Measuring the Economic Impact of Interior Alaska Native Organizations
Research & Analysis, Public Engagement
Scale: FNSB, Rest of Interior, Municipality of Anchorage, Rest of Alaska
Client: Doyon, Limited, Tanana Chiefs Conference, Fairbanks Native Association
Interior Tribal Governments, Village Corporations, Regional Alaska Native Corporations
Project Date: October 2017 – November 2018
Project Lead: Jana Pierce
While the results of this study are worthwhile and fascinating, it’s also a significant and continued investment. Why are these organizations continuing to monitor the economic impact of Alaska Native communities in their region? What does this information tell them, and how is it useful?
Showing the economic weight of Interior Alaska Native organizations, alongside the Oil and Gas Industry, Seafood Industry, Mining Industry, Visitor Industry, to name just a few, is profoundly important to the project sponsors, the shareholders and Tribal governments they serve, and – more broadly – Alaska as a whole. It tells an often untold and unconsidered part of the story of what Interior Alaska Native Organizations do in their community at large and in the state. Namely, this study clearly demonstrates the infusion of jobs that primarily go to Alaskan residents and dollars that are primarily invested here in our community.
Throughout this project, Information Insights and project sponsors engaged in a massive data collection effort. The project was designed to create a holistic understanding of the critical economic role Alaska Native organizations play in Fairbanks, Interior Alaska, and the state as a whole. Of course, we included data on existing workforce,overall spending, and dollars from payroll and construction, etc. But economic impact goes much deeper than that. The study aimed to capture the indirect impact of a dollar circulating through the economy as it is spent and re-spent, creating widening ripples of job creation and investment in the community. This phenomenon, and the data that supports it, is key to fully understanding and illustrating the economic might of these organizations.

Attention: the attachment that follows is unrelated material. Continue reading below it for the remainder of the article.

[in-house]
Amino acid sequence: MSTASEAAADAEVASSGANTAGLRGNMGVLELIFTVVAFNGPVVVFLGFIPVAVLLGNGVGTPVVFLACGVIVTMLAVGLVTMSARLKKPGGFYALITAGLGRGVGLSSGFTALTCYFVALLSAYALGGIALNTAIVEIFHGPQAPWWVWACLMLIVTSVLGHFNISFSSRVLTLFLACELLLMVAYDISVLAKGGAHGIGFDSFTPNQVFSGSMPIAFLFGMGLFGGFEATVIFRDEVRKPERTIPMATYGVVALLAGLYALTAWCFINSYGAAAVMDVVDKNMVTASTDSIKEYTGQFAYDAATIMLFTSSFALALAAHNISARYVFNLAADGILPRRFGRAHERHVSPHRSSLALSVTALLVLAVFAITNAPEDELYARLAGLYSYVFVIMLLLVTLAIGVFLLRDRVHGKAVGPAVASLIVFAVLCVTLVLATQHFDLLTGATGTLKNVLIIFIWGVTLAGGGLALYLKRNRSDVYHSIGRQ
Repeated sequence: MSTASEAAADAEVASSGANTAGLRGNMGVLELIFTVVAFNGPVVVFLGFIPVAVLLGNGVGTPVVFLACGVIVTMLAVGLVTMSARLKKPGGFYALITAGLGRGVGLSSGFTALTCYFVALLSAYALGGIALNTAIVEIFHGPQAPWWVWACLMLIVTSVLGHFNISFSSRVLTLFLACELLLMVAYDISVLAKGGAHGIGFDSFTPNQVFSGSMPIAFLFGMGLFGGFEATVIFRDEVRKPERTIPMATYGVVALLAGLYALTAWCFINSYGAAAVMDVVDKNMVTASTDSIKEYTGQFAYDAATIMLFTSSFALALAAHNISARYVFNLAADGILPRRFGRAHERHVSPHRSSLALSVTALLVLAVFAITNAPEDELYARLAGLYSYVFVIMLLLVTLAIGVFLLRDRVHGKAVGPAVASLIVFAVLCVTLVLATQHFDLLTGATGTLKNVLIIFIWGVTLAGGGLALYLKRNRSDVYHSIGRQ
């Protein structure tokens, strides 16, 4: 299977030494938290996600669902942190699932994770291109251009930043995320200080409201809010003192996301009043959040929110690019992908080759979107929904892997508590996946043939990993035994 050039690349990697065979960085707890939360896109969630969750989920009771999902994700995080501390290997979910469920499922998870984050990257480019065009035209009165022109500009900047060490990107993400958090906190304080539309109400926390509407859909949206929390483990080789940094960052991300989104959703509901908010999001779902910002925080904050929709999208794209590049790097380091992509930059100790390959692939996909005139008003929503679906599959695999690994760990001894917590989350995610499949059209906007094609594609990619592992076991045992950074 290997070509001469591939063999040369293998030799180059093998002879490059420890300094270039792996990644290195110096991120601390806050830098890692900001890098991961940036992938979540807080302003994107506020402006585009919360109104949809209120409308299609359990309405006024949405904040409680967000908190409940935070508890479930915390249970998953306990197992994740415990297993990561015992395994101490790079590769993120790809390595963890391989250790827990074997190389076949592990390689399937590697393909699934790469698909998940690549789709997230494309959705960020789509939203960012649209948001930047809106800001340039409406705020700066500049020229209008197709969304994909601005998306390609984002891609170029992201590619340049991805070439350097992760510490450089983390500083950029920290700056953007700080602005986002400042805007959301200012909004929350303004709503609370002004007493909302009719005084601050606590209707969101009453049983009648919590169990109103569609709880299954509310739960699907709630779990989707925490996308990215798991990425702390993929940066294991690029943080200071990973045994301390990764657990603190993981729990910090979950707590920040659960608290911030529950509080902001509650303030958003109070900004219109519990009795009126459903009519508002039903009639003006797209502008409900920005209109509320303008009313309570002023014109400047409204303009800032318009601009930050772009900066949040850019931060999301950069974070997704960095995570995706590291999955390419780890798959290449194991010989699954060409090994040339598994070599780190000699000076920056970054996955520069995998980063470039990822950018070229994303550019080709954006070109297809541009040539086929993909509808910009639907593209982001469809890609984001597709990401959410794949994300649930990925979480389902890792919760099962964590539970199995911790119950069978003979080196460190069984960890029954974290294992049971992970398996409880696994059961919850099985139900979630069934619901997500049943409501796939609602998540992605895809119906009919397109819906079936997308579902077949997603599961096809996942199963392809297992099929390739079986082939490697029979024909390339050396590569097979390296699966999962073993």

How did we do it? Working with project sponsors, we created a data set of expenditure and employment data from Interior Tribal Governments, Village Corporations, and regional Alaska Native Corporations statewide. We did this by sending surveys to 73 Alaska Native organizations in Interior Alaska, including 40 Tribal Governments, 26 village corporations, and 7 regional entities. We also surveyed the other 11 Alaska Native Regional Corporations (Regional ANCs) established under the Alaska Native Claims Settlement Act (ANCSA) to find out about their business operations, dividends and charitable contributions in the Interior region.
Data was compiled and analyzed by our partner, Choice Econ, using the nationally recognized input-output model developed by the Minnesota IMPLAN Group
Results were detailed in an internal report and highlighted in a brief using infographics to succinctly tell the story of Interior Alaska Native organizations’ economic impact.
The brief is succinct by design. It reflects an enormous amount of input and data, but is intended to be easily understood and utilized. Here is the overview of the data that informed the high-level take homes:
Major economic footprint takeaways include:
- Statewide, Interior Alaska Native organizations have a total economic impact over $1 billion per year and directly employ 7,815 Alaskans.
- In the Interior, Interior Alaska Native organizations
- have a total economic impact of $600 million per year and employ 5,200 Alaskans.
- drive a significant portion of the Interior economy, creating 1 in 9 jobs in the region. Outside the Fairbanks North Star Borough, they generate more than 1 in 3 rural jobs in the region.
- In Fairbanks:
- For every 100 jobs with Interior Alaska Native organizations in Fairbanks, another 70 jobs are created in the Borough.
- For every $100 in employee wages, another $50 in wages is generated in the economy.
- For every dollar Alaska Native organizations spend on goods and services in Fairbanks, another 80 cents in economic activity is generated.
View the final Interior Native Impact 4-page advocacy summary